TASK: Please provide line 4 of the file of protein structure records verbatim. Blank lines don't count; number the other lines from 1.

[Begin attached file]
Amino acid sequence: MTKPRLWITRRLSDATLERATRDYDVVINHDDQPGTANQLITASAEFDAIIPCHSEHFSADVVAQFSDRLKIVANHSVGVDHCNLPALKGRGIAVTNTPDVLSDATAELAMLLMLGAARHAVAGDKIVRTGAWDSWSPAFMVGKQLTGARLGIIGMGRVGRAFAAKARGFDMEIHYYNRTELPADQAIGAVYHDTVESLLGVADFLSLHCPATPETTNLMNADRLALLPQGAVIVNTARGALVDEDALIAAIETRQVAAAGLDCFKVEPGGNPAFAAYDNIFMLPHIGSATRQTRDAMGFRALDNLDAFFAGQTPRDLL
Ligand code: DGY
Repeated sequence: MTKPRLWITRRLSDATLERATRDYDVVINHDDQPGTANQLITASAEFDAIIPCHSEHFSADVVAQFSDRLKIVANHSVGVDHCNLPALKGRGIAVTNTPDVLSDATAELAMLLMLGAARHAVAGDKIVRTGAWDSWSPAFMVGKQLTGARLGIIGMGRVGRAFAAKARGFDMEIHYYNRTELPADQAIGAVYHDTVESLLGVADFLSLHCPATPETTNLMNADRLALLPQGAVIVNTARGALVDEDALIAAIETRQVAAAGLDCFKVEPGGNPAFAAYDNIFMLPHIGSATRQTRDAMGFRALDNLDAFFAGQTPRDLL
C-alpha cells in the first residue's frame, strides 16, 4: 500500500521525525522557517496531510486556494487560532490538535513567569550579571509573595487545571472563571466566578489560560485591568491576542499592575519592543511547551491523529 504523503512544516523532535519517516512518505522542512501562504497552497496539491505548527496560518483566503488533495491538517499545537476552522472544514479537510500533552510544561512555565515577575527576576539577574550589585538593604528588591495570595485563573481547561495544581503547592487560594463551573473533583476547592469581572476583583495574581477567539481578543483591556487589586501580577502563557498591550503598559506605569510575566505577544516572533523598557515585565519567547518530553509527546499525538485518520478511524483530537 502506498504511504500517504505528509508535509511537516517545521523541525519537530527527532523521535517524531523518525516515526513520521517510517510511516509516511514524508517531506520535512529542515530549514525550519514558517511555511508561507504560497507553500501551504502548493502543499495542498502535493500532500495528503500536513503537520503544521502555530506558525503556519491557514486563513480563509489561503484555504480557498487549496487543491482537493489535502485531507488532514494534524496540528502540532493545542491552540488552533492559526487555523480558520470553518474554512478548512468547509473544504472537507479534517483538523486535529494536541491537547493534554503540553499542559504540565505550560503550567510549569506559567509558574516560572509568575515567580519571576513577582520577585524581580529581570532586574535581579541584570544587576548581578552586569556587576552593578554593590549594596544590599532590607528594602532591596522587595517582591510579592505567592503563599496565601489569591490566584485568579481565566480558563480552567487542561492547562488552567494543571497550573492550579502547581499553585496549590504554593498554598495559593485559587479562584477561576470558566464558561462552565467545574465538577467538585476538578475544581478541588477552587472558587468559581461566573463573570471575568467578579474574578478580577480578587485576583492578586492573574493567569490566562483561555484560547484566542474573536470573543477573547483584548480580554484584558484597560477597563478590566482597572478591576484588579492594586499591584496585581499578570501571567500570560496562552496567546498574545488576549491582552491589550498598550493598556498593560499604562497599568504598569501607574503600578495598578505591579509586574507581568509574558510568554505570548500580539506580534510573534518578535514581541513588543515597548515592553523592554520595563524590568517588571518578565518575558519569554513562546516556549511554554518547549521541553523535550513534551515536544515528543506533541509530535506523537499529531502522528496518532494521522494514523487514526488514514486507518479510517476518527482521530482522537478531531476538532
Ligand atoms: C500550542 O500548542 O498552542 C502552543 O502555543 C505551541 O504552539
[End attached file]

C-alpha cells in the first residue's frame, strides 16, 4: 500500500521525525522557517496531510486556494487560532490538535513567569550579571509573595487545571472563571466566578489560560485591568491576542499592575519592543511547551491523529 504523503512544516523532535519517516512518505522542512501562504497552497496539491505548527496560518483566503488533495491538517499545537476552522472544514479537510500533552510544561512555565515577575527576576539577574550589585538593604528588591495570595485563573481547561495544581503547592487560594463551573473533583476547592469581572476583583495574581477567539481578543483591556487589586501580577502563557498591550503598559506605569510575566505577544516572533523598557515585565519567547518530553509527546499525538485518520478511524483530537 502506498504511504500517504505528509508535509511537516517545521523541525519537530527527532523521535517524531523518525516515526513520521517510517510511516509516511514524508517531506520535512529542515530549514525550519514558517511555511508561507504560497507553500501551504502548493502543499495542498502535493500532500495528503500536513503537520503544521502555530506558525503556519491557514486563513480563509489561503484555504480557498487549496487543491482537493489535502485531507488532514494534524496540528502540532493545542491552540488552533492559526487555523480558520470553518474554512478548512468547509473544504472537507479534517483538523486535529494536541491537547493534554503540553499542559504540565505550560503550567510549569506559567509558574516560572509568575515567580519571576513577582520577585524581580529581570532586574535581579541584570544587576548581578552586569556587576552593578554593590549594596544590599532590607528594602532591596522587595517582591510579592505567592503563599496565601489569591490566584485568579481565566480558563480552567487542561492547562488552567494543571497550573492550579502547581499553585496549590504554593498554598495559593485559587479562584477561576470558566464558561462552565467545574465538577467538585476538578475544581478541588477552587472558587468559581461566573463573570471575568467578579474574578478580577480578587485576583492578586492573574493567569490566562483561555484560547484566542474573536470573543477573547483584548480580554484584558484597560477597563478590566482597572478591576484588579492594586499591584496585581499578570501571567500570560496562552496567546498574545488576549491582552491589550498598550493598556498593560499604562497599568504598569501607574503600578495598578505591579509586574507581568509574558510568554505570548500580539506580534510573534518578535514581541513588543515597548515592553523592554520595563524590568517588571518578565518575558519569554513562546516556549511554554518547549521541553523535550513534551515536544515528543506533541509530535506523537499529531502522528496518532494521522494514523487514526488514514486507518479510517476518527482521530482522537478531531476538532